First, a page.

Buster Olney just reported what many Dodgers fans feared:
There is very little expectation within the
Dodgers’ org. that major $ — or even middling $ — will be made
available to add a pitcher.
I mean really, it’s not like they’re in a pennant race with teams pitching circles around them or anything (oh, wait). What do you people want, after all?
I think the divorce gets blamed too much in stories about the Dodgers. I think it’s broader than that. I think they’re just a team whose owners have decided can be very profitable for them if they scale back their on-the-field ambitions and put their energies into real estate ventures, football stadiums and soccer investment, all while controlling costs on the field and maybe raising the ticket prices some over time.
Fabulous business decision. Terrible way to treat a fan base.
Free agent right-hander Yovani Gallardo is headed back to the Brewers on a major league deal, The Athletic’s Ken Rosenthal reports. No other terms have been reported yet, as the agreement is still pending a physical.
Gallardo, 31, completed a one-year run with the Mariners before getting his $13 million option declined by the team last month. He provided little value during his time in Seattle, pitching to a 5-10 record in 22 starts and putting up a 5.72 ERA, 4.1 BB/9 and 6.5 SO/9 in 130 2/3 innings as both a starter and reliever.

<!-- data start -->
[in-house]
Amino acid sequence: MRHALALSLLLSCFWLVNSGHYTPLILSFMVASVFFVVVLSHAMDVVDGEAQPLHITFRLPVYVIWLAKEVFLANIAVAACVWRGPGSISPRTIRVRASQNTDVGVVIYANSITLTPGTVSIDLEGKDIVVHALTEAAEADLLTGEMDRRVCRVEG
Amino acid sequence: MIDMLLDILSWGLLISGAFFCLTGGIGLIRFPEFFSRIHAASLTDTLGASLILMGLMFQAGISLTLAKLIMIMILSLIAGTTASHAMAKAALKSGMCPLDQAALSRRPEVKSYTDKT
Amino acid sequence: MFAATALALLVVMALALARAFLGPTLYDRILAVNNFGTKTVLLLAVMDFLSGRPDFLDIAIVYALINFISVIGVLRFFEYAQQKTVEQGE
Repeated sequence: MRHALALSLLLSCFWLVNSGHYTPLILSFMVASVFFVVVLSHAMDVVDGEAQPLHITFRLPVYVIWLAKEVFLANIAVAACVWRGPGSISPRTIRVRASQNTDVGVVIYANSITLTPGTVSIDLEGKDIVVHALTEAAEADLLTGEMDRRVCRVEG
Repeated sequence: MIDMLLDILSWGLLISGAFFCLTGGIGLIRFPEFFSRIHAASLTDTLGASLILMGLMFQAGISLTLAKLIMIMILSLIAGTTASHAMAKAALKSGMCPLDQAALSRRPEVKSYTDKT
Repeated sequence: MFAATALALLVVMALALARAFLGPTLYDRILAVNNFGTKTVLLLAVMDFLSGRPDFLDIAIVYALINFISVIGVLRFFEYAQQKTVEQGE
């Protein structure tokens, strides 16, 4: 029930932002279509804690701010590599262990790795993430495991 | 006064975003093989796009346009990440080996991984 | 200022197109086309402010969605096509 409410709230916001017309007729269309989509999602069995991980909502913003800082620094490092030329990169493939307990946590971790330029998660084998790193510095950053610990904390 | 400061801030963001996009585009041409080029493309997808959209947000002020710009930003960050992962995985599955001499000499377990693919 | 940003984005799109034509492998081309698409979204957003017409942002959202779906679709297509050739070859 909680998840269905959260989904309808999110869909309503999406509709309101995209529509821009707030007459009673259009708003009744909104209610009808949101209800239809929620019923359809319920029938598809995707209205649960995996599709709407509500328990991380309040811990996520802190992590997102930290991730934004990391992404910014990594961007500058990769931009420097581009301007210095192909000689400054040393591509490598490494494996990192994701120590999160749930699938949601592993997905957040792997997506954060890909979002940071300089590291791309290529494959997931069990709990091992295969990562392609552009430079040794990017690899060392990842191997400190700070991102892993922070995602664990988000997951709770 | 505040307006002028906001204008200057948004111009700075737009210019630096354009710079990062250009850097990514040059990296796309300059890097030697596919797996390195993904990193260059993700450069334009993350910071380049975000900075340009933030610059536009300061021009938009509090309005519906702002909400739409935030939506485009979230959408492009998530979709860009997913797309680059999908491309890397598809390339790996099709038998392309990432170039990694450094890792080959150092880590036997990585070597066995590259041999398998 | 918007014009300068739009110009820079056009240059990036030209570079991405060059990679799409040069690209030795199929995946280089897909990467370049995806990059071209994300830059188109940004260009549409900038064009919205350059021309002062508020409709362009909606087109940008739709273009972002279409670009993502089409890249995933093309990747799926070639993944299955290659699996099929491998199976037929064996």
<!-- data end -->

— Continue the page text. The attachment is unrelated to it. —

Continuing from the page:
Still, assuming the veteran righty is on the cusp of a comeback, he may as well try for it with his original club. Gallardo last appeared for the Brewers from 2007 to 2014, racking up a cumulative 20.8 fWAR and peaking during the 2010 season, when he earned his first All-Star nomination and Silver Slugger award. This will be his ninth career season with the club.
Even with Gallardo aboard, the Brewers are expected to continue deepening their pitching stores for 2018. With team ace Jimmy Nelson still recovering from shoulder surgery, the club will enter the season with a projected rotation of Gallardo, Zach Davies, Chase Anderson and Junior Guerra, the latter of whom pitched just 70 1/3 innings in 2017 following a right calf strain and shin contusion. Another big name pitcher could help cement Milwaukee’s rotation and keep them competitive for another year, though they don’t appear to have made any concrete moves in that direction so far.